Why BEVs are calling the Nordics home

24 June 2019

Why BEVs are calling the Nordics home

24 June 2019

By Markus Halonen

Battery electric vehicles (BEVs) are struggling to find a place for themselves in today’s competitive European car market. While typically holding a 1-2% market share in the EU, the vehicle type has found some success in the Nordic region. In Norway for example, BEVs held a 48.5% share of the new car market in the first quarter of 2019.

Markus Halonen, Head of Statistical Analysis, Stats and Research at Autovista Group, highlights the potential stumbling blocks for further BEV expansion.

“Right now it’s hard to compensate for the expensive upfront prices of BEVs (a typical BEV can be twice the price of a comparable ICE vehicle), this problem is exacerbated by sharp depreciations in value.”

Country

Incentives

Norway

No purchase/import taxes

No annual road tax

Exemption from 25% VAT on purchase

Sweden

Grant up to 25% of new car purchase

50% grant on instillation of charging stations

Iceland

Grant on new car purchase

Finland

€2000 subsidy for BEVs priced up to €50,000

Denmark

Registration tax reduction up to DKK40,000 (€5360)

Potential for success

It’s clear that BEVs and hybrids have potential in the Nordics. Many countries already have pre-existing charging infrastructures and governments tend to be more open to an electrified future than their European counterparts.

Here in Finland, we have a steep CO2-based registration tax. This provides a strong incentive to buy BEVs or plug-in hybrids as they have much lower tax due to their lower emission levels. The Finnish Government also provides a €2000 subsidy for buyers of BEVs.

Norway is the main success story on the electrified front and the country could see BEVs claim a 50% market share by the end of 2019, although there have been difficulties in supply matching demand.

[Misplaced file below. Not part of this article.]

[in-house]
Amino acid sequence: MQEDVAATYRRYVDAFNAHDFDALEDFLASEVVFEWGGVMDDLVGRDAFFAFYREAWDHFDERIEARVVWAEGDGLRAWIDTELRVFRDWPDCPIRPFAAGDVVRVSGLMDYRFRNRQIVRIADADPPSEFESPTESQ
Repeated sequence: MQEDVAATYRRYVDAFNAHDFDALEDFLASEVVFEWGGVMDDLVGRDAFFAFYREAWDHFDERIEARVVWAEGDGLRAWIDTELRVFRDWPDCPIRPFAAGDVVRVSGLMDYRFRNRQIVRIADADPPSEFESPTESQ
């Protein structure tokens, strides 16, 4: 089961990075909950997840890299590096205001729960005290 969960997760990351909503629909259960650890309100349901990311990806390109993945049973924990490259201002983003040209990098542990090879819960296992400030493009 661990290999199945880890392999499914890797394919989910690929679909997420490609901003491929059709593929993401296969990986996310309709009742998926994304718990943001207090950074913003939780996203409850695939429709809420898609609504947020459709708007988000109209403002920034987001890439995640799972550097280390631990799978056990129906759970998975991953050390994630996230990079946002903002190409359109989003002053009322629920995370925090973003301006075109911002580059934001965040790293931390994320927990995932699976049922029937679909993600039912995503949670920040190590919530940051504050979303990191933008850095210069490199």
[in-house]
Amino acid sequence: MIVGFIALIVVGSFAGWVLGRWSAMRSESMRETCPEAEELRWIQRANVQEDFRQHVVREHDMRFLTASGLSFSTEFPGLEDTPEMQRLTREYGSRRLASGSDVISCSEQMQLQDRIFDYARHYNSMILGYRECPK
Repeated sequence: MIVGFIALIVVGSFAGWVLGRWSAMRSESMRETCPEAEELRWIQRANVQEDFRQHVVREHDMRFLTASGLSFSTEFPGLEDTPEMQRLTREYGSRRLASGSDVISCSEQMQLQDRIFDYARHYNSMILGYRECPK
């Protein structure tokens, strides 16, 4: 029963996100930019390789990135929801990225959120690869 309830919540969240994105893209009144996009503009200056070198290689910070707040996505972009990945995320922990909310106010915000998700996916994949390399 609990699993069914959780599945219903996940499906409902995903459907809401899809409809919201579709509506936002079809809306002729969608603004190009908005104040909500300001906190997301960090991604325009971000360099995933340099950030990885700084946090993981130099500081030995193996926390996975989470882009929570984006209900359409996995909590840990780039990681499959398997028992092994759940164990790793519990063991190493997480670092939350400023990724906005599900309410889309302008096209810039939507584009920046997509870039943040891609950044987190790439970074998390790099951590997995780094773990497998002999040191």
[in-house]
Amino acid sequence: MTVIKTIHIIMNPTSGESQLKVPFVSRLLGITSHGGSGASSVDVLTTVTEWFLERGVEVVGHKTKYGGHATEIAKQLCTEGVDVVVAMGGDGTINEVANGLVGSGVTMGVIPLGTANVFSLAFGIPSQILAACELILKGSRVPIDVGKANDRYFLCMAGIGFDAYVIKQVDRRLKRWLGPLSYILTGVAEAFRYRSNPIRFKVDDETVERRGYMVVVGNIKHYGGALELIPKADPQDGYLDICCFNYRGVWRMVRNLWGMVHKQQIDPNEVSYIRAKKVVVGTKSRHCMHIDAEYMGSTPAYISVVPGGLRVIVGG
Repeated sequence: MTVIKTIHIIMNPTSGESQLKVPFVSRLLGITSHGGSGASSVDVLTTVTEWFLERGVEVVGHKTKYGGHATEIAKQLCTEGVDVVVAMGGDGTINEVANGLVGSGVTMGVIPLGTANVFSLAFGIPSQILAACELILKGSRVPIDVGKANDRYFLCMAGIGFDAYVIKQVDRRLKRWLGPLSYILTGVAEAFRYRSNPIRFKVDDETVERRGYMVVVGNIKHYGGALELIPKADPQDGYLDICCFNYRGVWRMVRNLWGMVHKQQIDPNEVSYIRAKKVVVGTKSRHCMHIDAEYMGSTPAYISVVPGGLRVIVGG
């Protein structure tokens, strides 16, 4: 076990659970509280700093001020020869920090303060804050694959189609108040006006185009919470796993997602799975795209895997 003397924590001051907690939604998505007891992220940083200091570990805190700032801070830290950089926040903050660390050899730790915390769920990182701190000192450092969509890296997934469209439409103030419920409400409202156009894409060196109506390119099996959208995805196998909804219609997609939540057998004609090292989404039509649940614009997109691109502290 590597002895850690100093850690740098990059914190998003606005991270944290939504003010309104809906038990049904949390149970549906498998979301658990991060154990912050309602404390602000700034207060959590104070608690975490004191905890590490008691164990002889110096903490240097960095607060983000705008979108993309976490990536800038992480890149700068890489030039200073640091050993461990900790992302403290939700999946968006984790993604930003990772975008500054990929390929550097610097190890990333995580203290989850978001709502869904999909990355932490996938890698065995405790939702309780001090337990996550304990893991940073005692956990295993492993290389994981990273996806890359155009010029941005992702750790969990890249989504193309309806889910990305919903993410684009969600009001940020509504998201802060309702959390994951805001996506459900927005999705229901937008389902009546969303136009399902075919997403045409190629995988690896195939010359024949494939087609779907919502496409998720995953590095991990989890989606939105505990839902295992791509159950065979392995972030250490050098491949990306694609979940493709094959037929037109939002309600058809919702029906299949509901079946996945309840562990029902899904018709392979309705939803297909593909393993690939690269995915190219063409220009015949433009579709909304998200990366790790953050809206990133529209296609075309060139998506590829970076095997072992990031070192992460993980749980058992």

It’s not uncommon for those living in the Nordics to have an electric charging station at home and/or near the office, which partially solves the issue of charging infrastructure. Furthermore, these stations also serve the important function of pre-heating vehicles and engines during the winter months (we have VERY cold winters here in the Nordics).

Additionally, a combustion engine’s operating efficiency is typically only around 25%, meaning most of the energy it uses transforms into heat which is then lost. Comparatively, BEVs have operating efficiency over 90%, giving additional fuel efficiency. This is attractive to all buyers, not just those with green credentials.

Sweden is another Nordic country seeing some encouraging signs in terms of BEV market share according to our regional Autovista experts:

“While in 2017 BEVs only accounted for only 1% of the new car registrations in Sweden, their share increased quarter by quarter in 2018, reaching 4.3% share in Q4 last year.”

Ralf Sulzbach, Senior Project Manager Consulting, Autovista Intelligence

Roadblocks

While some Nordic countries are off to a good start in the BEV race, there are yet more hurdles to overcome before the region can claim to be truly BEV ready.

While many homes have charging stations to heat vehicles in cold winters, the batteries don’t work efficiently during these months due to the cold. Energy consumption typically increases by 30-40 % when below -15C, meaning the range of BEVs at full charge is decreased during these months.

Despite the incentives provided by the respective governments, BEVs haven’t yet carved out a significant chunk of the market in some Nordic countries. Their market share thus far in 2019 has been little over 1% here in Finland for example. One reason for this is that it’s hard to compensate for expensive upfront prices for BEVs (a typical BEV can be twice the price of a comparable ICE vehicle), this problem is exacerbated by sharp depreciations in value.

Despite these problems, the residual values of electrified vehicles are on the up in many countries including Sweden and Finland. This is an encouraging sign and could mean an increase in the market share of BEVs in the Nordics very soon.